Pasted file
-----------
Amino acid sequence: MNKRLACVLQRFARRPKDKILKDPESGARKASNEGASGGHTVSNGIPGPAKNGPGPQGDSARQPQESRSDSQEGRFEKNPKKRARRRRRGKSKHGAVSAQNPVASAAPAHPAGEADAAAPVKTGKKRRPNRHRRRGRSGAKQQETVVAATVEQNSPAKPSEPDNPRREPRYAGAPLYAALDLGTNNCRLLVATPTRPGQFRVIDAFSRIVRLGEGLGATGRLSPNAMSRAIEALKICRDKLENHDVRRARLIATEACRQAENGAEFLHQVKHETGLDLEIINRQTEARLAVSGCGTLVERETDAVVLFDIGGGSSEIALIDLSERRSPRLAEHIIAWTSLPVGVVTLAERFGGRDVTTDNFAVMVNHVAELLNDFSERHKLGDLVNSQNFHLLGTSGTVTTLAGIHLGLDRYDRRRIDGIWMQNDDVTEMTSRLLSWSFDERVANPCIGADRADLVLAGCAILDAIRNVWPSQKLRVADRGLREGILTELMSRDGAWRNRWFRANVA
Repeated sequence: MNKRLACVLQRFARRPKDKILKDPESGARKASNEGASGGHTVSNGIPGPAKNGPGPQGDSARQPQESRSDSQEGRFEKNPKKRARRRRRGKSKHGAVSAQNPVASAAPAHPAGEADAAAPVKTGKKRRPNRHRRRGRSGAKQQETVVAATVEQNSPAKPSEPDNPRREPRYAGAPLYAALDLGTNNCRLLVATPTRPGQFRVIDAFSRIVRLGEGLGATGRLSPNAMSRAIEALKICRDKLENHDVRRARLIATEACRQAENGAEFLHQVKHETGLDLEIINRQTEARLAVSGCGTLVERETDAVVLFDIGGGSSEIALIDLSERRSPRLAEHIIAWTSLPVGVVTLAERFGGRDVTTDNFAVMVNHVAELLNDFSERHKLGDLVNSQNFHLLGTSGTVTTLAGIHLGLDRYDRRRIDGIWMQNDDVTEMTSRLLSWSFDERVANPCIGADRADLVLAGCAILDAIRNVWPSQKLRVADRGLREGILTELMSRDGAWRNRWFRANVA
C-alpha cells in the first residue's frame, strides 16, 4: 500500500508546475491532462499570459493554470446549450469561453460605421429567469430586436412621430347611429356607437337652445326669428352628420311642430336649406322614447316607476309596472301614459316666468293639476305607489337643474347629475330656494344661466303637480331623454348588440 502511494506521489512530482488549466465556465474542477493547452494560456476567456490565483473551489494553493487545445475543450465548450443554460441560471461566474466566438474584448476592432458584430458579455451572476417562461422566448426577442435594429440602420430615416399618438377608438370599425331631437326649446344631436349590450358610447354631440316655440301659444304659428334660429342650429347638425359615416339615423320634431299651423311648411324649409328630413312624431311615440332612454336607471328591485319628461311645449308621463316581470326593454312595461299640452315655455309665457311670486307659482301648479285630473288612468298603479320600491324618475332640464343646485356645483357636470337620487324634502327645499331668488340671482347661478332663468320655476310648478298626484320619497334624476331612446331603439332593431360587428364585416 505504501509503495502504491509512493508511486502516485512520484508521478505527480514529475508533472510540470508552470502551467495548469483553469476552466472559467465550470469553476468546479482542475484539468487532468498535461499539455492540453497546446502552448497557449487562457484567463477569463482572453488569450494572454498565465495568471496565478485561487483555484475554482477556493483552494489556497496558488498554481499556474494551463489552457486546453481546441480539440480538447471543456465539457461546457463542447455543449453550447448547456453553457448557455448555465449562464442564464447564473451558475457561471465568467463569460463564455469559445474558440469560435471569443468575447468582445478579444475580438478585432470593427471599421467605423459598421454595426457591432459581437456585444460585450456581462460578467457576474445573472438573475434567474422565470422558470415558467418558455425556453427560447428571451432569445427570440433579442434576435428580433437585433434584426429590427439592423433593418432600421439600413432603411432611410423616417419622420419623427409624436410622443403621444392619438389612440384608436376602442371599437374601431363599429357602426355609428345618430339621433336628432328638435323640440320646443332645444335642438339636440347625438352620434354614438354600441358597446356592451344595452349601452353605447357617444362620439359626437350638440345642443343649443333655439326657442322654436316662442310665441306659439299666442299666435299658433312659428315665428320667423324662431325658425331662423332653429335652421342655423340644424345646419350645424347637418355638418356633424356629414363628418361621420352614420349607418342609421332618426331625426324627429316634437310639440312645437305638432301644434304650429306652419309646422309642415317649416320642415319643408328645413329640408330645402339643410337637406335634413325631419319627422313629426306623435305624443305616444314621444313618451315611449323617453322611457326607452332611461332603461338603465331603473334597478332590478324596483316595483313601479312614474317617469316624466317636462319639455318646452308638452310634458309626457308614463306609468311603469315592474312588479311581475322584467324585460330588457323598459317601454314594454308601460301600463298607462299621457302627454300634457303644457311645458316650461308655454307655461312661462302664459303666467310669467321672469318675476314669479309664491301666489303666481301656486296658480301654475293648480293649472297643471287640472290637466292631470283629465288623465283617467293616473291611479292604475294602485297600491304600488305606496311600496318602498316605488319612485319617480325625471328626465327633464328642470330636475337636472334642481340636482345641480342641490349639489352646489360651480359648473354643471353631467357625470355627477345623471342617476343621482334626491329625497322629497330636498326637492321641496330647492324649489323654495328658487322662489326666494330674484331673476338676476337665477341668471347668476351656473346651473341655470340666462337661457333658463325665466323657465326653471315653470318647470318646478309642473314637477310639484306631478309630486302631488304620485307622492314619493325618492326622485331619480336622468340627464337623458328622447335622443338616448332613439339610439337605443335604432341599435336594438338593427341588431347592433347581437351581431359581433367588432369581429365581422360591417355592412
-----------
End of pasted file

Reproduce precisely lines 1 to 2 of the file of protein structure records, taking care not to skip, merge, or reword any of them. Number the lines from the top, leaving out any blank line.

Amino acid sequence: MNKRLACVLQRFARRPKDKILKDPESGARKASNEGASGGHTVSNGIPGPAKNGPGPQGDSARQPQESRSDSQEGRFEKNPKKRARRRRRGKSKHGAVSAQNPVASAAPAHPAGEADAAAPVKTGKKRRPNRHRRRGRSGAKQQETVVAATVEQNSPAKPSEPDNPRREPRYAGAPLYAALDLGTNNCRLLVATPTRPGQFRVIDAFSRIVRLGEGLGATGRLSPNAMSRAIEALKICRDKLENHDVRRARLIATEACRQAENGAEFLHQVKHETGLDLEIINRQTEARLAVSGCGTLVERETDAVVLFDIGGGSSEIALIDLSERRSPRLAEHIIAWTSLPVGVVTLAERFGGRDVTTDNFAVMVNHVAELLNDFSERHKLGDLVNSQNFHLLGTSGTVTTLAGIHLGLDRYDRRRIDGIWMQNDDVTEMTSRLLSWSFDERVANPCIGADRADLVLAGCAILDAIRNVWPSQKLRVADRGLREGILTELMSRDGAWRNRWFRANVA
Repeated sequence: MNKRLACVLQRFARRPKDKILKDPESGARKASNEGASGGHTVSNGIPGPAKNGPGPQGDSARQPQESRSDSQEGRFEKNPKKRARRRRRGKSKHGAVSAQNPVASAAPAHPAGEADAAAPVKTGKKRRPNRHRRRGRSGAKQQETVVAATVEQNSPAKPSEPDNPRREPRYAGAPLYAALDLGTNNCRLLVATPTRPGQFRVIDAFSRIVRLGEGLGATGRLSPNAMSRAIEALKICRDKLENHDVRRARLIATEACRQAENGAEFLHQVKHETGLDLEIINRQTEARLAVSGCGTLVERETDAVVLFDIGGGSSEIALIDLSERRSPRLAEHIIAWTSLPVGVVTLAERFGGRDVTTDNFAVMVNHVAELLNDFSERHKLGDLVNSQNFHLLGTSGTVTTLAGIHLGLDRYDRRRIDGIWMQNDDVTEMTSRLLSWSFDERVANPCIGADRADLVLAGCAILDAIRNVWPSQKLRVADRGLREGILTELMSRDGAWRNRWFRANVA